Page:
Skip to content

Jack Whittten

Jack Whittten: “

Dystopos: redlink

”’Jack Whitten”’ (born 1939) is an [[Visual arts of the United States|American]] [[Abstract art|abstract]] [[Painting|painter]].

Whitten was born in [[Bessemer, Alabama]], the son of a seamstress, twice widowed. His father, a coal-miner, died while Whitten was a child. Planning a career as an army doctor, Whitten entered pre-medical studies at [[Tuskegee Institute]] where he took some pilot training and became inspired by [[George Washington Carver]]’s legacy as a scientist, inventor and artist. He also traveled to nearby [[Montgomery, Alabama]] to hear [[Martin Luther King, Jr]] speak during the [[Montgomery Bus Boycott]] and was deeply moved by his vision for a changed America.

Whitten went to [[Southern University]] in [[Baton Rouge, Louisiana]] to begin studying art and became involved in [[History of Baton Rouge#Civil Rights Era|Civil Rights demonstrations]] there. Angered by the violent resistance to change he experienced he moved to [[New York, New York|New York City]] in 1960. He enrolled immediately at the at the [[Cooper Union for the Advancement of Science and Art|Cooper Union]], graduating with a bachelor’s degree in fine art in 1964. Afterwards he remained in New York as a working artist, heavily influenced by the abstract expressionists then dominating the art community.

Whitten’s work was featured in the Annual Exhibition of Contemporary American Painting at the [[Whitney Museum of American Art]] in 1972. The Whitney mounted a solo exhibition of his paintings in 1974. He has also had individual shows at numerous private galleries and universities, including a 10-year retrospective in 1983 at the [[Studio Museum in Harlem]] and an exhibition of memorial paintings in 2008 at the Atlanta Contemporary Arts Center in [[Atlanta, Georgia]].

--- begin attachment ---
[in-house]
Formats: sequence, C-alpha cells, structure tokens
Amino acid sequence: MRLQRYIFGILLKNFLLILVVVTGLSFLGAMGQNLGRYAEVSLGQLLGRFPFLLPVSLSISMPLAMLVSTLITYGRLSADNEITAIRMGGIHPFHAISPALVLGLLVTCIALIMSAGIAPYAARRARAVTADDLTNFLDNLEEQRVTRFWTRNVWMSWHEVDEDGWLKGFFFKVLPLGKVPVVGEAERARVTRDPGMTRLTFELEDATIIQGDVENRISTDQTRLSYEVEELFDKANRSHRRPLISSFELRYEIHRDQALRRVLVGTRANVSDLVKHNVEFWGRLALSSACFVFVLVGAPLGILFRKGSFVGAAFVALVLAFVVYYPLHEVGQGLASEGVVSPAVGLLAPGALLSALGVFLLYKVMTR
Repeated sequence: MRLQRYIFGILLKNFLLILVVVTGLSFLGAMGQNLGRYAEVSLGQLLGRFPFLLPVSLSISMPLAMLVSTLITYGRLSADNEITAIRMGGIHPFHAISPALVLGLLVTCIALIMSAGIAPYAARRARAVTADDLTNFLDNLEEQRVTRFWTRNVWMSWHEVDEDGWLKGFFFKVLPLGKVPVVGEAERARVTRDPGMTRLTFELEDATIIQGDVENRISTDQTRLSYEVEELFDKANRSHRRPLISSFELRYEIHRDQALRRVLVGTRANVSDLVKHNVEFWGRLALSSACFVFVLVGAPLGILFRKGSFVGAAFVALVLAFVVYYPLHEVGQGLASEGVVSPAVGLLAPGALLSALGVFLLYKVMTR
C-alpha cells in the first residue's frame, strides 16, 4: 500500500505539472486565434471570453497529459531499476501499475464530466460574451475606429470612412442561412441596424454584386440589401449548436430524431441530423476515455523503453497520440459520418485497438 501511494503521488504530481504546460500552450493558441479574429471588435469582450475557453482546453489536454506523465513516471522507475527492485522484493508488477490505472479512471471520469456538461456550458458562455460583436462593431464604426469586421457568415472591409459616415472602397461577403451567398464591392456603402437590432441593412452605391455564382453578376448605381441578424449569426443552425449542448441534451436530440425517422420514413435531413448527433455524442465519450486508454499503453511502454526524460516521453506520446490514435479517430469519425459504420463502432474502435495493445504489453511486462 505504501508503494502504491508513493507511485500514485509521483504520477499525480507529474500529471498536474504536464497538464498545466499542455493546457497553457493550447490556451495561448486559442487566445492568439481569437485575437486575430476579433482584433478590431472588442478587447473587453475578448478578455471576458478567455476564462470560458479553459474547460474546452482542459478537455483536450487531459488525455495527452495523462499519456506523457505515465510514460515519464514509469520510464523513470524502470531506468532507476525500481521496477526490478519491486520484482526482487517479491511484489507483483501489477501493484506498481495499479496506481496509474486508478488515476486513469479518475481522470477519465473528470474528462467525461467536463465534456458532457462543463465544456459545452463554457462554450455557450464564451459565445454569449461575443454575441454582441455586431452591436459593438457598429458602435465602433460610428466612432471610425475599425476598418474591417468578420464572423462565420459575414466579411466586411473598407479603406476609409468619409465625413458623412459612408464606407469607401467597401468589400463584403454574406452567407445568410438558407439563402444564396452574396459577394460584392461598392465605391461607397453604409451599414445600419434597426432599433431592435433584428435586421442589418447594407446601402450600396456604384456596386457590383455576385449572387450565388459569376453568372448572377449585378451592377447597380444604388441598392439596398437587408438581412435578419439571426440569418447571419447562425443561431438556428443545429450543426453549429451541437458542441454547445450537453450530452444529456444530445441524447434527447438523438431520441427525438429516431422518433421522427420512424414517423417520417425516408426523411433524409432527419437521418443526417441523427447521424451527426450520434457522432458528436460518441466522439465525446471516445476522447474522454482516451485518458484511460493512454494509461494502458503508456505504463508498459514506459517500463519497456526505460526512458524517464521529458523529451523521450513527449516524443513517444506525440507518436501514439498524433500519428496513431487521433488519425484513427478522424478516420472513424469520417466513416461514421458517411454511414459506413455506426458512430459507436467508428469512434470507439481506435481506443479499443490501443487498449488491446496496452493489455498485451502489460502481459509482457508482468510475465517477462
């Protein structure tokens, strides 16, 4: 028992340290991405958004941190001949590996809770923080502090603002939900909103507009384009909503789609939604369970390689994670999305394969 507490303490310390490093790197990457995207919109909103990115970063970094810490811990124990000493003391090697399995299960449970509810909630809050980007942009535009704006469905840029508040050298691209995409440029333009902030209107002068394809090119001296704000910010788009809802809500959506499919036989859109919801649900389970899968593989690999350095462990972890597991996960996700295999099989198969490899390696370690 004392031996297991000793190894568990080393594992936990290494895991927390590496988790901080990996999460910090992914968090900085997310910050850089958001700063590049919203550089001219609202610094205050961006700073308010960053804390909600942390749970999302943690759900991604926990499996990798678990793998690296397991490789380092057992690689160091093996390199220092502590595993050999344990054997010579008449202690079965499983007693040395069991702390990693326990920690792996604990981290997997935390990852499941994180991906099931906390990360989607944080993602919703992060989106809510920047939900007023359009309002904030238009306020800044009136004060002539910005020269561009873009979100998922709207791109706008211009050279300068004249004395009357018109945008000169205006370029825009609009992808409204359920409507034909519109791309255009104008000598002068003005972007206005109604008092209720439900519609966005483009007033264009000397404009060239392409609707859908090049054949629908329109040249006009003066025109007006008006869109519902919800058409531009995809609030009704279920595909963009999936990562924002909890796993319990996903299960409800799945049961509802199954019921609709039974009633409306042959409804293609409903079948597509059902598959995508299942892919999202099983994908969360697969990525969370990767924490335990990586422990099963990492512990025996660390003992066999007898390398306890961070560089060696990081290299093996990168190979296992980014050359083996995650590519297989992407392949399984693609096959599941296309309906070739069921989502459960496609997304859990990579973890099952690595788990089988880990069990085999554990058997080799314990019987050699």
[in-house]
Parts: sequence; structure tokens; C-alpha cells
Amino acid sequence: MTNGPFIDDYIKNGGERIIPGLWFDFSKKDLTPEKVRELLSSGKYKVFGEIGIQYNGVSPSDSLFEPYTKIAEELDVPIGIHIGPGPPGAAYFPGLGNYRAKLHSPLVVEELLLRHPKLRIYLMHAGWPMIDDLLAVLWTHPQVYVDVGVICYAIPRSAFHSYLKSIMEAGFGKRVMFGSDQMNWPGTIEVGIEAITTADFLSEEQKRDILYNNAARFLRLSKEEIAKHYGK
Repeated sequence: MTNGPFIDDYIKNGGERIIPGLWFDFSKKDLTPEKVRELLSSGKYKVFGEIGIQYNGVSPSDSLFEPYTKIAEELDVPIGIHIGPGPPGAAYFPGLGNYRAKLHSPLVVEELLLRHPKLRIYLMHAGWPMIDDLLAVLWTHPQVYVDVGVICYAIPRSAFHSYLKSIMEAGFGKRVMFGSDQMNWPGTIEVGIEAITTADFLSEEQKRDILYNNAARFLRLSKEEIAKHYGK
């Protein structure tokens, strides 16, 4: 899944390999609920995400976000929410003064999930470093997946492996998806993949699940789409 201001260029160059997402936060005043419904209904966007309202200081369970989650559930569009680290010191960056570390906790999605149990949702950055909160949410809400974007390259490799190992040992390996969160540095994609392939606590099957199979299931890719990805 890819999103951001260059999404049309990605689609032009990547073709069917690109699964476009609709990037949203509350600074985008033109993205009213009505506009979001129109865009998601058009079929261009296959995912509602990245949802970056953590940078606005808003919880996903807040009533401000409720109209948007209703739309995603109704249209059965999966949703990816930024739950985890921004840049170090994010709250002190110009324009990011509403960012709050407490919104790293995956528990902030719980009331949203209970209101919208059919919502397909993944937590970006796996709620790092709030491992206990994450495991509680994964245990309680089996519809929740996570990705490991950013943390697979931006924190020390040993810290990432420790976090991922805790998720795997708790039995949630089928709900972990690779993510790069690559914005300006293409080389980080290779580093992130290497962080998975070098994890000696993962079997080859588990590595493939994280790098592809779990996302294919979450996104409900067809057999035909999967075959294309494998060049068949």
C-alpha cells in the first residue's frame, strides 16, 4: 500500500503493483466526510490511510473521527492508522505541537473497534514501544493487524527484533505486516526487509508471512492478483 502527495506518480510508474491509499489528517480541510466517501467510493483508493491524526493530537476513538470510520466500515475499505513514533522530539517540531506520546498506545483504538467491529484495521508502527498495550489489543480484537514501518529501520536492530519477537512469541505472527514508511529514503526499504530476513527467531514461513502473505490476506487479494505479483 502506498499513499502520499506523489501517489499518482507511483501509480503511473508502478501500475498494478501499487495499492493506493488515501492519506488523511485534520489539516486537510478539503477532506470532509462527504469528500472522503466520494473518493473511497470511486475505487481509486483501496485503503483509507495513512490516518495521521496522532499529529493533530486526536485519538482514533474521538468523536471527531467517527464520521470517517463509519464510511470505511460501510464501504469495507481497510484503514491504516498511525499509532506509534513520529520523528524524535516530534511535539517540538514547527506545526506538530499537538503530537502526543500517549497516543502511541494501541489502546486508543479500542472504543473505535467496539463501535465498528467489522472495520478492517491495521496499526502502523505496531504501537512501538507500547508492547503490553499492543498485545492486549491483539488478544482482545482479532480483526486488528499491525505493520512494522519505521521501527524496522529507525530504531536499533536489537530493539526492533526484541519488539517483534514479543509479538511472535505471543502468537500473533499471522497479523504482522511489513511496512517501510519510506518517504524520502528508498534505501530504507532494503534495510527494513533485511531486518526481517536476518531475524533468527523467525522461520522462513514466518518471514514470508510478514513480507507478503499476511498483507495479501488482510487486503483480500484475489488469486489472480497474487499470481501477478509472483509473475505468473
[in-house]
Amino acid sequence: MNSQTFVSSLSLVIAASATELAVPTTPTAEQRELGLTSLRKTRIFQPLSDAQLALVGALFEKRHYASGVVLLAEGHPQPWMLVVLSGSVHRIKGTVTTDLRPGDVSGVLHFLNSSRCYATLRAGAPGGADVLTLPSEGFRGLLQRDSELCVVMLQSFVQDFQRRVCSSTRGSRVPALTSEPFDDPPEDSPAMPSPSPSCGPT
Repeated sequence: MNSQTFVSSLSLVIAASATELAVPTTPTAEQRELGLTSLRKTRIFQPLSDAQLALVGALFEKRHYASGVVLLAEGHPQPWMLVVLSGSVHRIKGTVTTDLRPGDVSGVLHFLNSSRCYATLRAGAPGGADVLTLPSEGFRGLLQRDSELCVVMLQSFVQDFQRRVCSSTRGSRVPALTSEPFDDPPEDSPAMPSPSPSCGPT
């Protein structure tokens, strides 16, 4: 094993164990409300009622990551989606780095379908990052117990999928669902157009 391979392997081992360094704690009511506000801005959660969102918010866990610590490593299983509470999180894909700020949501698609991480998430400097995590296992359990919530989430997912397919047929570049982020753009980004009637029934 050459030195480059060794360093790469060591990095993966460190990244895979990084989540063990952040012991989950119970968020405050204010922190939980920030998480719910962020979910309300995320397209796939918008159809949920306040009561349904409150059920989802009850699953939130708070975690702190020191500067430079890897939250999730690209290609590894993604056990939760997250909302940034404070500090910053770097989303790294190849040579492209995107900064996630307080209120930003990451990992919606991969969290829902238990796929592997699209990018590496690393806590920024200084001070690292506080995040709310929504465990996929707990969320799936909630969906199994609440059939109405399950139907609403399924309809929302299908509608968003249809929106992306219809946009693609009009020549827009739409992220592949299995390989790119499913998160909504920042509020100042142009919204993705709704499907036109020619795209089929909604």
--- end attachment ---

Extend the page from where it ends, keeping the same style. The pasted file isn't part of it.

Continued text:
Throughout his career, Whitten has concerned himself with the techniques and materials of painting and the relationship of artworks to their inspirations. At times he has pursued quickly-applied gestural techniques akin to photography or printmaking. At other times the deliberative and constructive hand is evident. The ”[[New York Times]]” labeled him the father of a ‘new abstraction’.

When the [[9/11 terrorist attacks|terrorist attacks]] on the [[World Trade Center]] occurred, Whitten was at his studio on Lispenard Street in [[Tribeca]] watching the first plane hit. He spent two years constructing a monumental elegiac and emotion-filled panel, with ashes embedded into it, as a memorial of the day.

Whitten and his wife, Mary reside in [[Queens, New York]]. He also owns a vacation home in [[Crete]].

* Goldsmith, Kenneth (Summer 1994) ‘[ Jack Whitten]’ ”Bomb Magazine.”
* Storr, Rober (Septmeber 2007) ‘[ Jack Whitten with Robert Storr]’ ”Brooklyn Rail”
* Ostrove, Saul (April 2008) ‘[ Process, Image and Elegy]’ ”Art in America”.
* Fox, Catherine (April 26, 2008) ‘Close to history: Alabama-born artist who boarded a bus to New York in 1960 makes a triumphant return to the South.’ ”Atlanta Journal-Constitution”

{{DEFAULTSORT:Whitten, Jack}}
[[Category:1939 births]]
[[Category:Living people]]
[[Category:Abstract expressionist artists]]
[[Category:American painters]]
[[Category:New York artists]]
[[Category:People from New York City]]
[[Category:People from Birmingham, Alabama]]
[[Category:Tuskegee University alumni]]
[[Category:The Cooper Union alumni]]

(Via Wikipedia – New pages [en].)

Leave a Reply

Your email address will not be published. Required fields are marked *

Skip to toolbar